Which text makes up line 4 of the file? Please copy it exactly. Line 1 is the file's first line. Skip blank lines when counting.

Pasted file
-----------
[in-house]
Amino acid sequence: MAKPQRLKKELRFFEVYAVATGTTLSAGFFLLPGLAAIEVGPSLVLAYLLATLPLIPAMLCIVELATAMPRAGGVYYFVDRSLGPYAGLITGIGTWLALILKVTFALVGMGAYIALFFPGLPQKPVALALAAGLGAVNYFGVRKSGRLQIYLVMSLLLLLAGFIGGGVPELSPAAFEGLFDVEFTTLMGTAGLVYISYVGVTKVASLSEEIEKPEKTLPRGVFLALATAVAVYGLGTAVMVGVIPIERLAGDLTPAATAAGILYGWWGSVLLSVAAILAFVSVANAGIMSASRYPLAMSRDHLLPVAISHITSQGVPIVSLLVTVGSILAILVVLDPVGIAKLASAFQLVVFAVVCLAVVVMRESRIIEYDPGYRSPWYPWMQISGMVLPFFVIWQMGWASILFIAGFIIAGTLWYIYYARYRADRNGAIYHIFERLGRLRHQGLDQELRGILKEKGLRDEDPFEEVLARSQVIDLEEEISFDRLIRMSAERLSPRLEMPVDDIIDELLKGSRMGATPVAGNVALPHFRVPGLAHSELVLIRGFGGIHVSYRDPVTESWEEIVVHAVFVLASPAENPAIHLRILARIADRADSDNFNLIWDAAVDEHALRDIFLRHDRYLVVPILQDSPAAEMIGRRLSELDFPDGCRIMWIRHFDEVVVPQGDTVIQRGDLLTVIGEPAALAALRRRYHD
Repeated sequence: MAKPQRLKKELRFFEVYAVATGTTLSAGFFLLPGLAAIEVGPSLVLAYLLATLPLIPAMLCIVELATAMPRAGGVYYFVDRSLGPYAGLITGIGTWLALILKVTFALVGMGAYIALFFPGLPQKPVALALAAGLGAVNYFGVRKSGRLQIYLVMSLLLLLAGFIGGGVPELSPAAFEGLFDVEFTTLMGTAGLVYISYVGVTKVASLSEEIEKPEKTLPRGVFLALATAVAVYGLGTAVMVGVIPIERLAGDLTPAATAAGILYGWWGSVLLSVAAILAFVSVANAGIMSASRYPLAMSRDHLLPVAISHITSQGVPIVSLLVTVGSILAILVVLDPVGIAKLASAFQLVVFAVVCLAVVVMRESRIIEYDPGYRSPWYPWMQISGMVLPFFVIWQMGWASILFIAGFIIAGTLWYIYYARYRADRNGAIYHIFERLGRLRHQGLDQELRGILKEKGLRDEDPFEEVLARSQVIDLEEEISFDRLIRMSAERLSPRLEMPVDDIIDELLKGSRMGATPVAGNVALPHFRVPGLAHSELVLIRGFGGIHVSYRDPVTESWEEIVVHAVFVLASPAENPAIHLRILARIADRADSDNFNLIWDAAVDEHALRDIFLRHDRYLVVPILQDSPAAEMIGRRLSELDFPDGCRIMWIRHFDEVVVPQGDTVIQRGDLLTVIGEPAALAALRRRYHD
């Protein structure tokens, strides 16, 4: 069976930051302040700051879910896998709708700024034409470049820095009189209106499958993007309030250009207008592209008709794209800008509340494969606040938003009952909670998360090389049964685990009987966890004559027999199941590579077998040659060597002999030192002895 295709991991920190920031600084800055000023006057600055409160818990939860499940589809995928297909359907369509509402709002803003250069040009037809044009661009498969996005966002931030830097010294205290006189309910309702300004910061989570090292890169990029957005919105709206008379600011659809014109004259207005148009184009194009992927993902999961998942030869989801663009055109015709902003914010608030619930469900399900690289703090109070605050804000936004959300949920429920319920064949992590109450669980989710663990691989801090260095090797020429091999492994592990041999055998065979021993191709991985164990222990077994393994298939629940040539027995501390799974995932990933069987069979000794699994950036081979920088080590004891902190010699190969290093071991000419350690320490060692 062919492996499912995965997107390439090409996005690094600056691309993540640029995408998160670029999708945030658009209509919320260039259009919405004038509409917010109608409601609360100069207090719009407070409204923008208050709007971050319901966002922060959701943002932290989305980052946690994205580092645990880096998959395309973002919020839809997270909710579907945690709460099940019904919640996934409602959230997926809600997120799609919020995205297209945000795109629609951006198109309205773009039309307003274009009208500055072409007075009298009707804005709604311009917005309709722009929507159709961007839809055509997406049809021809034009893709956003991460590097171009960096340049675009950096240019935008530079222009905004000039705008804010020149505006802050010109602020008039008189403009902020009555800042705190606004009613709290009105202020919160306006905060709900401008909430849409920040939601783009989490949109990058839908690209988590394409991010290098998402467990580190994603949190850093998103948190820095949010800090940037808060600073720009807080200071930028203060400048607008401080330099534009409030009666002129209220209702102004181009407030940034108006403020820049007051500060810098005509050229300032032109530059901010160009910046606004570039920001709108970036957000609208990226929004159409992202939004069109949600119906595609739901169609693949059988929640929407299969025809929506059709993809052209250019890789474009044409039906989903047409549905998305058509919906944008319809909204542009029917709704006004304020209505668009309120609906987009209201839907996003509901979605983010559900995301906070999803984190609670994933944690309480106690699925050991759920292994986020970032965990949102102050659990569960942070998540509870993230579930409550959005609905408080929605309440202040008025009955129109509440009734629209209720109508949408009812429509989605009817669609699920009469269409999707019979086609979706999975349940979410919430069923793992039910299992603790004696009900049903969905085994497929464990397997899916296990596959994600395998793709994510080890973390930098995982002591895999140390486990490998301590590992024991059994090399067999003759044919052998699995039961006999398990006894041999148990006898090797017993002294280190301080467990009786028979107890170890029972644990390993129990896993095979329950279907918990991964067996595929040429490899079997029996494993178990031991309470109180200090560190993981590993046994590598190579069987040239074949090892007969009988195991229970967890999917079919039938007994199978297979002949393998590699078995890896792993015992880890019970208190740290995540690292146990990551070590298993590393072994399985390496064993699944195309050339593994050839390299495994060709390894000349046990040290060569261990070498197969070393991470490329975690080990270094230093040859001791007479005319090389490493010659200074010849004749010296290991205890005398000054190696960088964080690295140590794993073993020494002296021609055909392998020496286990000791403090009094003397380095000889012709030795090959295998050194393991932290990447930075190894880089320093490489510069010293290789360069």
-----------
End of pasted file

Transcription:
């Protein structure tokens, strides 16, 4: 069976930051302040700051879910896998709708700024034409470049820095009189209106499958993007309030250009207008592209008709794209800008509340494969606040938003009952909670998360090389049964685990009987966890004559027999199941590579077998040659060597002999030192002895 295709991991920190920031600084800055000023006057600055409160818990939860499940589809995928297909359907369509509402709002803003250069040009037809044009661009498969996005966002931030830097010294205290006189309910309702300004910061989570090292890169990029957005919105709206008379600011659809014109004259207005148009184009194009992927993902999961998942030869989801663009055109015709902003914010608030619930469900399900690289703090109070605050804000936004959300949920429920319920064949992590109450669980989710663990691989801090260095090797020429091999492994592990041999055998065979021993191709991985164990222990077994393994298939629940040539027995501390799974995932990933069987069979000794699994950036081979920088080590004891902190010699190969290093071991000419350690320490060692 062919492996499912995965997107390439090409996005690094600056691309993540640029995408998160670029999708945030658009209509919320260039259009919405004038509409917010109608409601609360100069207090719009407070409204923008208050709007971050319901966002922060959701943002932290989305980052946690994205580092645990880096998959395309973002919020839809997270909710579907945690709460099940019904919640996934409602959230997926809600997120799609919020995205297209945000795109629609951006198109309205773009039309307003274009009208500055072409007075009298009707804005709604311009917005309709722009929507159709961007839809055509997406049809021809034009893709956003991460590097171009960096340049675009950096240019935008530079222009905004000039705008804010020149505006802050010109602020008039008189403009902020009555800042705190606004009613709290009105202020919160306006905060709900401008909430849409920040939601783009989490949109990058839908690209988590394409991010290098998402467990580190994603949190850093998103948190820095949010800090940037808060600073720009807080200071930028203060400048607008401080330099534009409030009666002129209220209702102004181009407030940034108006403020820049007051500060810098005509050229300032032109530059901010160009910046606004570039920001709108970036957000609208990226929004159409992202939004069109949600119906595609739901169609693949059988929640929407299969025809929506059709993809052209250019890789474009044409039906989903047409549905998305058509919906944008319809909204542009029917709704006004304020209505668009309120609906987009209201839907996003509901979605983010559900995301906070999803984190609670994933944690309480106690699925050991759920292994986020970032965990949102102050659990569960942070998540509870993230579930409550959005609905408080929605309440202040008025009955129109509440009734629209209720109508949408009812429509989605009817669609699920009469269409999707019979086609979706999975349940979410919430069923793992039910299992603790004696009900049903969905085994497929464990397997899916296990596959994600395998793709994510080890973390930098995982002591895999140390486990490998301590590992024991059994090399067999003759044919052998699995039961006999398990006894041999148990006898090797017993002294280190301080467990009786028979107890170890029972644990390993129990896993095979329950279907918990991964067996595929040429490899079997029996494993178990031991309470109180200090560190993981590993046994590598190579069987040239074949090892007969009988195991229970967890999917079919039938007994199978297979002949393998590699078995890896792993015992880890019970208190740290995540690292146990990551070590298993590393072994399985390496064993699944195309050339593994050839390299495994060709390894000349046990040290060569261990070498197969070393991470490329975690080990270094230093040859001791007479005319090389490493010659200074010849004749010296290991205890005398000054190696960088964080690295140590794993073993020494002296021609055909392998020496286990000791403090009094003397380095000889012709030795090959295998050194393991932290990447930075190894880089320093490489510069010293290789360069």